Ancient giant virus will awaken from the permafrost of Siberia


Scientists said that they will revive 30-year giant virus found in the permafrost in northeast Siberia. The virus was named Mollivirus sibericum. This is the fourth type of prehistoric virus has been detected since 2003, and the second for French-Russian team of authors of the new study.

So the virus was identified as a giant, its size should be less than half micrometer. Length discovered in the permafrost of Siberia of the virus was 0.6 micrometer.

Before to awaken M. sibericum, researchers have to check whether it will cause diseases in animals or humans. They warn that climate change could trigger a range of dangerous microscopic pathogens. Currently, the warming in the Arctic and subarctic regions runs 2 times faster than the average warming across the globe, so preservation of the permafrost is under threat.

“Several viral particles that are still able to infect, can be enough to revive the potentially pathogenic viruses,” says one of the lead authors of the study Jean-Michel Clavery (Jean-Michel Claverie), laboratory of the French National research centre.

The regions which were discovered giant viruses of interest to industry because of its mineral resources (particularly oil) and, most likely, will be widely used and studied in the case that the ice there melts.

“Without due caution after the industrialization of these regions we risk to Wake up one day and discover that those viruses, which were considered to be forever destroyed by mankind, such as smallpox exist again and amaze us,” added Clavery.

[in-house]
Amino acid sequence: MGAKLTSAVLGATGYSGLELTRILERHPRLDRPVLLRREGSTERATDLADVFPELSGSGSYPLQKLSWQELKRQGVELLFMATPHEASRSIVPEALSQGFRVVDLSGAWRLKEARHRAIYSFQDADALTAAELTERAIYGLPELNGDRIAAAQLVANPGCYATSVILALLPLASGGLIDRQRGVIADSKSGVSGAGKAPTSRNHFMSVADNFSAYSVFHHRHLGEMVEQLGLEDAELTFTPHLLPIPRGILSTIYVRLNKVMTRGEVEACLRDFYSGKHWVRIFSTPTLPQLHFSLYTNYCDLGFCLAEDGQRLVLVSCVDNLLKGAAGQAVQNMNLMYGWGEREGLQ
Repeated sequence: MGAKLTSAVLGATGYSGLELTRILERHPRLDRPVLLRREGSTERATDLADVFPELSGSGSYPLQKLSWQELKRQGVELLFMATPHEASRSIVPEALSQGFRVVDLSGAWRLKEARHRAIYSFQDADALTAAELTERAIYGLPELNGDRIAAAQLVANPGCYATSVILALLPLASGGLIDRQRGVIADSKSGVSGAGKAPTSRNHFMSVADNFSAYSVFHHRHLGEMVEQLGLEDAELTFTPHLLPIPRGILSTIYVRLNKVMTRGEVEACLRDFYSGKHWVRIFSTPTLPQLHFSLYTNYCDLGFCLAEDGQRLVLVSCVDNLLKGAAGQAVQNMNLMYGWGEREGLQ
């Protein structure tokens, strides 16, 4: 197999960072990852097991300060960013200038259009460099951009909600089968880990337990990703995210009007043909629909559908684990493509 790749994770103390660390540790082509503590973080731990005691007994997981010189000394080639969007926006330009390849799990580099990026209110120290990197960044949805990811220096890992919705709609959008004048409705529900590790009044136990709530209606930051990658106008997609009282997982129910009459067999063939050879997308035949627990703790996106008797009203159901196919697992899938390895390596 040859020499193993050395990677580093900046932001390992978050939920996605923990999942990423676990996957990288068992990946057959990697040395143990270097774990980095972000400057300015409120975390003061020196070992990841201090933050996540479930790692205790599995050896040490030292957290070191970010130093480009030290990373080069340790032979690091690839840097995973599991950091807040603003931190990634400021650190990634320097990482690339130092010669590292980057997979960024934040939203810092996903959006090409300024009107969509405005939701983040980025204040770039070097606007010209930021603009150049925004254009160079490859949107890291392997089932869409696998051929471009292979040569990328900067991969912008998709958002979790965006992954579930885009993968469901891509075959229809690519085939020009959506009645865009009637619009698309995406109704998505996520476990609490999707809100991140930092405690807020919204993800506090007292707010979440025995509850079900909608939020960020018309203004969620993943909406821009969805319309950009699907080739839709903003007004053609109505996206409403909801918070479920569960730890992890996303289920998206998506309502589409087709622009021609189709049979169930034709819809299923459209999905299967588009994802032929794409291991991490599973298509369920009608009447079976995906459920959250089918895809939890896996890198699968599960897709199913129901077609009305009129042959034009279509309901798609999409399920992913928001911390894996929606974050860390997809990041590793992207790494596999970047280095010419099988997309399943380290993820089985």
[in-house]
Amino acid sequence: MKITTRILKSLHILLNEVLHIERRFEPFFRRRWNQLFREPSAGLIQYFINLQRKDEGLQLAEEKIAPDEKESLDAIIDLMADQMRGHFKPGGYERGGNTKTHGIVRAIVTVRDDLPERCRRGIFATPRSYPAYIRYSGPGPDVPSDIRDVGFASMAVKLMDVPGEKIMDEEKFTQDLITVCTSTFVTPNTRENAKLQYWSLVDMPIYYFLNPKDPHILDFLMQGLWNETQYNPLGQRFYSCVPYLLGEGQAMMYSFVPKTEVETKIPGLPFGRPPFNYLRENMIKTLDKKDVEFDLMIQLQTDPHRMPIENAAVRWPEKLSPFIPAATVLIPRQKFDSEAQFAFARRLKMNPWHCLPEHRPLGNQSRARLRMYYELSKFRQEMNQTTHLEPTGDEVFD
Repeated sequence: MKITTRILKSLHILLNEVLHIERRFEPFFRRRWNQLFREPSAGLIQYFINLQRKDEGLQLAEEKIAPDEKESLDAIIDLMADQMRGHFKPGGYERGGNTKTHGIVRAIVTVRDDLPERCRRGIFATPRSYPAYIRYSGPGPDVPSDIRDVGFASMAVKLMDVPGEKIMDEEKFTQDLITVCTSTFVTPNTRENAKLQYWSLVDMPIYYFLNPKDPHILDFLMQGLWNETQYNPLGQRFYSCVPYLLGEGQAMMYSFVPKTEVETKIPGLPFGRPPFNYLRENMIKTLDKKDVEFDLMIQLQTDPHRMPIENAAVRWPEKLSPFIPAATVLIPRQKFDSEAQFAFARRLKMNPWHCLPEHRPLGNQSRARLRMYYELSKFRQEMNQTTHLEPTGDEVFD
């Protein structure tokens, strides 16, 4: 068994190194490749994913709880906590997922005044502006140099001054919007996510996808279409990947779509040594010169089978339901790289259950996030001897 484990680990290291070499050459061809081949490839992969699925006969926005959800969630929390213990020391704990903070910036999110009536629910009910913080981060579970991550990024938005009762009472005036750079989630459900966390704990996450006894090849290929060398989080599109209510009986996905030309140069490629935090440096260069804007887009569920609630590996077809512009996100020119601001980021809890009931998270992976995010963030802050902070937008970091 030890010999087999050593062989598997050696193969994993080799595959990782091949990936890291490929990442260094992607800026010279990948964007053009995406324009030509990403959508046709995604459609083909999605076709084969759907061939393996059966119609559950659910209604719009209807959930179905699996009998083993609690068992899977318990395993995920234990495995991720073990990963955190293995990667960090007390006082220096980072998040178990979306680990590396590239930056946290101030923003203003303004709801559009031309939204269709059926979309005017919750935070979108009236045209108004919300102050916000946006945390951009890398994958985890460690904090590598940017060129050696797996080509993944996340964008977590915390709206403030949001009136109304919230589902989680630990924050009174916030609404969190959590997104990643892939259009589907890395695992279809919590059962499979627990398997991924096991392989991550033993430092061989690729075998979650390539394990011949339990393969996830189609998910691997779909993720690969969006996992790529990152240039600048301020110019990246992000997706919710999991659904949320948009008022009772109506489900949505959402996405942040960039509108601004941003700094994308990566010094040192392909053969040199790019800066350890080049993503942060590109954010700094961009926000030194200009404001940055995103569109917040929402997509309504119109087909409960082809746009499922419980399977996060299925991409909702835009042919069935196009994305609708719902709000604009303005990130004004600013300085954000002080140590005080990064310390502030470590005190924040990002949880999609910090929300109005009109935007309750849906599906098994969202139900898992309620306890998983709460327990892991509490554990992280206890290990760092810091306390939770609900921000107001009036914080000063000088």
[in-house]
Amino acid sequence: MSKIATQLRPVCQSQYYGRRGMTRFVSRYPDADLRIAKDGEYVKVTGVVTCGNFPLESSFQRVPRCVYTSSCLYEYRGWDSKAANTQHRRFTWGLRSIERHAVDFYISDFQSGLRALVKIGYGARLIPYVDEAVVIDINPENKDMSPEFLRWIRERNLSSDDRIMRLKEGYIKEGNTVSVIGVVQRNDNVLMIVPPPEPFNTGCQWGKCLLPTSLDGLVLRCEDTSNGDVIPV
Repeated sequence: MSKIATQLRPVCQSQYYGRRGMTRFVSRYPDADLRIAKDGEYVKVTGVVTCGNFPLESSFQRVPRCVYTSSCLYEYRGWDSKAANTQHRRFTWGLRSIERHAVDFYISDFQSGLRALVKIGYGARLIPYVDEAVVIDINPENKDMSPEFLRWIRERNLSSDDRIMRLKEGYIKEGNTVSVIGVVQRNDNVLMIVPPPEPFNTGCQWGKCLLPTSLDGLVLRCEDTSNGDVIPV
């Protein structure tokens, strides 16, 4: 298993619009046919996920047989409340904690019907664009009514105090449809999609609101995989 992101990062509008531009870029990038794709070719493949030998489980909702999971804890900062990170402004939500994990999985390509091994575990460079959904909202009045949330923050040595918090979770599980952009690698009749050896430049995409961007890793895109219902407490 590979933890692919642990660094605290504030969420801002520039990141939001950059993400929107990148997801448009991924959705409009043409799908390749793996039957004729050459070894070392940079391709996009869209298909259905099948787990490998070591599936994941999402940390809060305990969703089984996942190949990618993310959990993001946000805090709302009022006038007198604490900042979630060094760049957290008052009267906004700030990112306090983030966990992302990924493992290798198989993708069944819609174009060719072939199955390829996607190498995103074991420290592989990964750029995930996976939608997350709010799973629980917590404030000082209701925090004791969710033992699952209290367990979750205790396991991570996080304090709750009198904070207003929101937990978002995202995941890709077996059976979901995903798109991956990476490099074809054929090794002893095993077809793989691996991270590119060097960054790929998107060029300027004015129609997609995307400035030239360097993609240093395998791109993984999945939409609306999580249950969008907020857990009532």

In safe laboratory conditions Clavery and his colleagues will try again to revive the virus by placing it next to the single-celled amoeba, which will serve as the host organism. Earlier in 2013, the same team discovered a giant virus, called Pithovirus sibericum. It has also been found in the Siberian permafrost. The team eventually “resurrected” it in a Petri dish.

Experience the rebirth into oblivion viruses science is already available. In 2004, American scientists revived the Spanish flu virus that killed tens of millions of people in the early XX century: the researchers arrived at Alaska to get frozen lung tissue from a woman buried in the permafrost.

Unlike most of the viruses circulating in the world today, to the total surprise of scientists, these ancient samples Dating from the last glacial maximum, not just their more modern counterparts, but much harder they are genetically. M. sibericum carries more than 500 genes, while the other sort of viruses, Pandoravirus has as many as 2500. Modern virus group And, for example, has only eight genes.

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